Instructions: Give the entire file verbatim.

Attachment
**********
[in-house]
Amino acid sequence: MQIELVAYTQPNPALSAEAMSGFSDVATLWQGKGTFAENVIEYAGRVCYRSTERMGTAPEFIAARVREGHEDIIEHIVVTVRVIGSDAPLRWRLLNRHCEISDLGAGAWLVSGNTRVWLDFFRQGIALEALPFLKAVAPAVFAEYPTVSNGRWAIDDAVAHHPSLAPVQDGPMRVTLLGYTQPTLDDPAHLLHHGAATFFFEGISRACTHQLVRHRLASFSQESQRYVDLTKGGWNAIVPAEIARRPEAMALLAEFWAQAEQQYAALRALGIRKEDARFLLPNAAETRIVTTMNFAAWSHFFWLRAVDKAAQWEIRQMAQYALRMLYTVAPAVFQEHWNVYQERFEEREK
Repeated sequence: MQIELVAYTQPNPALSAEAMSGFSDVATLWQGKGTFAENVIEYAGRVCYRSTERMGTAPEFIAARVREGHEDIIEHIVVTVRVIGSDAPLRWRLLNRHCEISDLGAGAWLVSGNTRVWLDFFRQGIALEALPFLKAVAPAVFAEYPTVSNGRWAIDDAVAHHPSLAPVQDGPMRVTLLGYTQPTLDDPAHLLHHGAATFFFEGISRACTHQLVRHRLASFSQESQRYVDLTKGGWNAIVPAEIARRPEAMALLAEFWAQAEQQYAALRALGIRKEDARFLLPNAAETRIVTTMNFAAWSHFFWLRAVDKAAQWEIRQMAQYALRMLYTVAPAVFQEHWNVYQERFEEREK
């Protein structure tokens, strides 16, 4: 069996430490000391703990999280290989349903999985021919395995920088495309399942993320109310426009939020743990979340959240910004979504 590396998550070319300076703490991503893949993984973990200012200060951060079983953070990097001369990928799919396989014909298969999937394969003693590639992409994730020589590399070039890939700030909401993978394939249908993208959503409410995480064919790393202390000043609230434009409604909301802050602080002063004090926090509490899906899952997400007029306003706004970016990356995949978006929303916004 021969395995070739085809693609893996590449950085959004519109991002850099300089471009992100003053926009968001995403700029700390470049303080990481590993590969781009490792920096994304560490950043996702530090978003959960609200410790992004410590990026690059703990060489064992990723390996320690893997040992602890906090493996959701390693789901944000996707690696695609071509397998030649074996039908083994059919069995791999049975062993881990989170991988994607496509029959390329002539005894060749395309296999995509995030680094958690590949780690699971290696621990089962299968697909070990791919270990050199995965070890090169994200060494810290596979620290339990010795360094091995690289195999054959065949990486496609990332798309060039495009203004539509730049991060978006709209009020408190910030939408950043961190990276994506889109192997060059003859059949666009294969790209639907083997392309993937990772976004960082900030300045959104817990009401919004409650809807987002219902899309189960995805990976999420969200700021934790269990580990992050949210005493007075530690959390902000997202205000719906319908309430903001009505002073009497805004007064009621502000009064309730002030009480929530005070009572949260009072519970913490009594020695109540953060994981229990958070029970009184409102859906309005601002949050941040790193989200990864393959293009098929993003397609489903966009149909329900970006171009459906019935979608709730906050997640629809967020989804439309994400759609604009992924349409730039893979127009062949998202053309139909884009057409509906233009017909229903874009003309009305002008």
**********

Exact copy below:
[in-house]
Amino acid sequence: MQIELVAYTQPNPALSAEAMSGFSDVATLWQGKGTFAENVIEYAGRVCYRSTERMGTAPEFIAARVREGHEDIIEHIVVTVRVIGSDAPLRWRLLNRHCEISDLGAGAWLVSGNTRVWLDFFRQGIALEALPFLKAVAPAVFAEYPTVSNGRWAIDDAVAHHPSLAPVQDGPMRVTLLGYTQPTLDDPAHLLHHGAATFFFEGISRACTHQLVRHRLASFSQESQRYVDLTKGGWNAIVPAEIARRPEAMALLAEFWAQAEQQYAALRALGIRKEDARFLLPNAAETRIVTTMNFAAWSHFFWLRAVDKAAQWEIRQMAQYALRMLYTVAPAVFQEHWNVYQERFEEREK
Repeated sequence: MQIELVAYTQPNPALSAEAMSGFSDVATLWQGKGTFAENVIEYAGRVCYRSTERMGTAPEFIAARVREGHEDIIEHIVVTVRVIGSDAPLRWRLLNRHCEISDLGAGAWLVSGNTRVWLDFFRQGIALEALPFLKAVAPAVFAEYPTVSNGRWAIDDAVAHHPSLAPVQDGPMRVTLLGYTQPTLDDPAHLLHHGAATFFFEGISRACTHQLVRHRLASFSQESQRYVDLTKGGWNAIVPAEIARRPEAMALLAEFWAQAEQQYAALRALGIRKEDARFLLPNAAETRIVTTMNFAAWSHFFWLRAVDKAAQWEIRQMAQYALRMLYTVAPAVFQEHWNVYQERFEEREK
């Protein structure tokens, strides 16, 4: 069996430490000391703990999280290989349903999985021919395995920088495309399942993320109310426009939020743990979340959240910004979504 590396998550070319300076703490991503893949993984973990200012200060951060079983953070990097001369990928799919396989014909298969999937394969003693590639992409994730020589590399070039890939700030909401993978394939249908993208959503409410995480064919790393202390000043609230434009409604909301802050602080002063004090926090509490899906899952997400007029306003706004970016990356995949978006929303916004 021969395995070739085809693609893996590449950085959004519109991002850099300089471009992100003053926009968001995403700029700390470049303080990481590993590969781009490792920096994304560490950043996702530090978003959960609200410790992004410590990026690059703990060489064992990723390996320690893997040992602890906090493996959701390693789901944000996707690696695609071509397998030649074996039908083994059919069995791999049975062993881990989170991988994607496509029959390329002539005894060749395309296999995509995030680094958690590949780690699971290696621990089962299968697909070990791919270990050199995965070890090169994200060494810290596979620290339990010795360094091995690289195999054959065949990486496609990332798309060039495009203004539509730049991060978006709209009020408190910030939408950043961190990276994506889109192997060059003859059949666009294969790209639907083997392309993937990772976004960082900030300045959104817990009401919004409650809807987002219902899309189960995805990976999420969200700021934790269990580990992050949210005493007075530690959390902000997202205000719906319908309430903001009505002073009497805004007064009621502000009064309730002030009480929530005070009572949260009072519970913490009594020695109540953060994981229990958070029970009184409102859906309005601002949050941040790193989200990864393959293009098929993003397609489903966009149909329900970006171009459906019935979608709730906050997640629809967020989804439309994400759609604009992924349409730039893979127009062949998202053309139909884009057409509906233009017909229903874009003309009305002008």